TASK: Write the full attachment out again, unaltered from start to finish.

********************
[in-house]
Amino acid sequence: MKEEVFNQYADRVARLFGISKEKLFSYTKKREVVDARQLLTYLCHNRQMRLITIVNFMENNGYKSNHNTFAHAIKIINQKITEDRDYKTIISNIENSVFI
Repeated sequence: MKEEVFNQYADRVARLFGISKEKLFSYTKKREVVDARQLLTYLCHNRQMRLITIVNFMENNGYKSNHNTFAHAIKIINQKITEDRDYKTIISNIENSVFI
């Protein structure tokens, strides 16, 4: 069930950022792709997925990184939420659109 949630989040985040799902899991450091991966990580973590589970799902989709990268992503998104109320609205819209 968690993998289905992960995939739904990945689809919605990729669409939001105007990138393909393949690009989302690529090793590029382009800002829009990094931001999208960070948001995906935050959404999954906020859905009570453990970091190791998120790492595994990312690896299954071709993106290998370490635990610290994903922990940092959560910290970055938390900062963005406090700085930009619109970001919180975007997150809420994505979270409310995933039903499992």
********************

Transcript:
[in-house]
Amino acid sequence: MKEEVFNQYADRVARLFGISKEKLFSYTKKREVVDARQLLTYLCHNRQMRLITIVNFMENNGYKSNHNTFAHAIKIINQKITEDRDYKTIISNIENSVFI
Repeated sequence: MKEEVFNQYADRVARLFGISKEKLFSYTKKREVVDARQLLTYLCHNRQMRLITIVNFMENNGYKSNHNTFAHAIKIINQKITEDRDYKTIISNIENSVFI
């Protein structure tokens, strides 16, 4: 069930950022792709997925990184939420659109 949630989040985040799902899991450091991966990580973590589970799902989709990268992503998104109320609205819209 968690993998289905992960995939739904990945689809919605990729669409939001105007990138393909393949690009989302690529090793590029382009800002829009990094931001999208960070948001995906935050959404999954906020859905009570453990970091190791998120790492595994990312690896299954071709993106290998370490635990610290994903922990940092959560910290970055938390900062963005406090700085930009619109970001919180975007997150809420994505979270409310995933039903499992």